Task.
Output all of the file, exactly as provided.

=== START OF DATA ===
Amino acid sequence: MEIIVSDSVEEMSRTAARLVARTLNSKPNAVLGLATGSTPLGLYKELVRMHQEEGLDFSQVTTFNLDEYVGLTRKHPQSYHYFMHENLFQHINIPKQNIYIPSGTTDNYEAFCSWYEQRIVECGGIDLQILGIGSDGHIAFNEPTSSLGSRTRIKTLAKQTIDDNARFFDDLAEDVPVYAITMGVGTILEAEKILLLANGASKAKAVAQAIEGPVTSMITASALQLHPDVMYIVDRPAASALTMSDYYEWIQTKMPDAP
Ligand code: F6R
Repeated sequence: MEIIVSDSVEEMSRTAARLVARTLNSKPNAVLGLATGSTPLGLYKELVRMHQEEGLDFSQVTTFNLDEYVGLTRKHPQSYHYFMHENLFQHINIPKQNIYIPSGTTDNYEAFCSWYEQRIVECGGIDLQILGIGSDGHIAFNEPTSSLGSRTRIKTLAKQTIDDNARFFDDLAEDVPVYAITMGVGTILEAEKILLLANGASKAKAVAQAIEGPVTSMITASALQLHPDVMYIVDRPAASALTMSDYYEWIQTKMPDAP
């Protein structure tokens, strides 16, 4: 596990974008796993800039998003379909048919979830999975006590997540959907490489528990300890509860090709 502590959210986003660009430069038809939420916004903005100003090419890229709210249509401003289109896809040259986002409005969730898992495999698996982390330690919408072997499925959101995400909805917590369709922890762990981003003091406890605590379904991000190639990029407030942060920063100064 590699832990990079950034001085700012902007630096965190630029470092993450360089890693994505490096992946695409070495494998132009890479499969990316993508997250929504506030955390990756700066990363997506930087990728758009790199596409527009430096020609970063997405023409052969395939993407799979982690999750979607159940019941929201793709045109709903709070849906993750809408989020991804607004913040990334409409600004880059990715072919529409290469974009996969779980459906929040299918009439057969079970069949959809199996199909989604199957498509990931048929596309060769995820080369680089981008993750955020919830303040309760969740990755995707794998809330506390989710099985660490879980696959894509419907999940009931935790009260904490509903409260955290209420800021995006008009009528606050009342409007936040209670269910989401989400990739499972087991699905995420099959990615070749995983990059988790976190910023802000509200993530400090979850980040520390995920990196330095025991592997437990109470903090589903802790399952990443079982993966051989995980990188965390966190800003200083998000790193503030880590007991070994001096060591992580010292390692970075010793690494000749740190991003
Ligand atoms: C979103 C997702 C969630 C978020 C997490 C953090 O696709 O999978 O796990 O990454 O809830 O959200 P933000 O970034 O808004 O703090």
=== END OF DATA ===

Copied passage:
Amino acid sequence: MEIIVSDSVEEMSRTAARLVARTLNSKPNAVLGLATGSTPLGLYKELVRMHQEEGLDFSQVTTFNLDEYVGLTRKHPQSYHYFMHENLFQHINIPKQNIYIPSGTTDNYEAFCSWYEQRIVECGGIDLQILGIGSDGHIAFNEPTSSLGSRTRIKTLAKQTIDDNARFFDDLAEDVPVYAITMGVGTILEAEKILLLANGASKAKAVAQAIEGPVTSMITASALQLHPDVMYIVDRPAASALTMSDYYEWIQTKMPDAP
Ligand code: F6R
Repeated sequence: MEIIVSDSVEEMSRTAARLVARTLNSKPNAVLGLATGSTPLGLYKELVRMHQEEGLDFSQVTTFNLDEYVGLTRKHPQSYHYFMHENLFQHINIPKQNIYIPSGTTDNYEAFCSWYEQRIVECGGIDLQILGIGSDGHIAFNEPTSSLGSRTRIKTLAKQTIDDNARFFDDLAEDVPVYAITMGVGTILEAEKILLLANGASKAKAVAQAIEGPVTSMITASALQLHPDVMYIVDRPAASALTMSDYYEWIQTKMPDAP
């Protein structure tokens, strides 16, 4: 596990974008796993800039998003379909048919979830999975006590997540959907490489528990300890509860090709 502590959210986003660009430069038809939420916004903005100003090419890229709210249509401003289109896809040259986002409005969730898992495999698996982390330690919408072997499925959101995400909805917590369709922890762990981003003091406890605590379904991000190639990029407030942060920063100064 590699832990990079950034001085700012902007630096965190630029470092993450360089890693994505490096992946695409070495494998132009890479499969990316993508997250929504506030955390990756700066990363997506930087990728758009790199596409527009430096020609970063997405023409052969395939993407799979982690999750979607159940019941929201793709045109709903709070849906993750809408989020991804607004913040990334409409600004880059990715072919529409290469974009996969779980459906929040299918009439057969079970069949959809199996199909989604199957498509990931048929596309060769995820080369680089981008993750955020919830303040309760969740990755995707794998809330506390989710099985660490879980696959894509419907999940009931935790009260904490509903409260955290209420800021995006008009009528606050009342409007936040209670269910989401989400990739499972087991699905995420099959990615070749995983990059988790976190910023802000509200993530400090979850980040520390995920990196330095025991592997437990109470903090589903802790399952990443079982993966051989995980990188965390966190800003200083998000790193503030880590007991070994001096060591992580010292390692970075010793690494000749740190991003
Ligand atoms: C979103 C997702 C969630 C978020 C997490 C953090 O696709 O999978 O796990 O990454 O809830 O959200 P933000 O970034 O808004 O703090």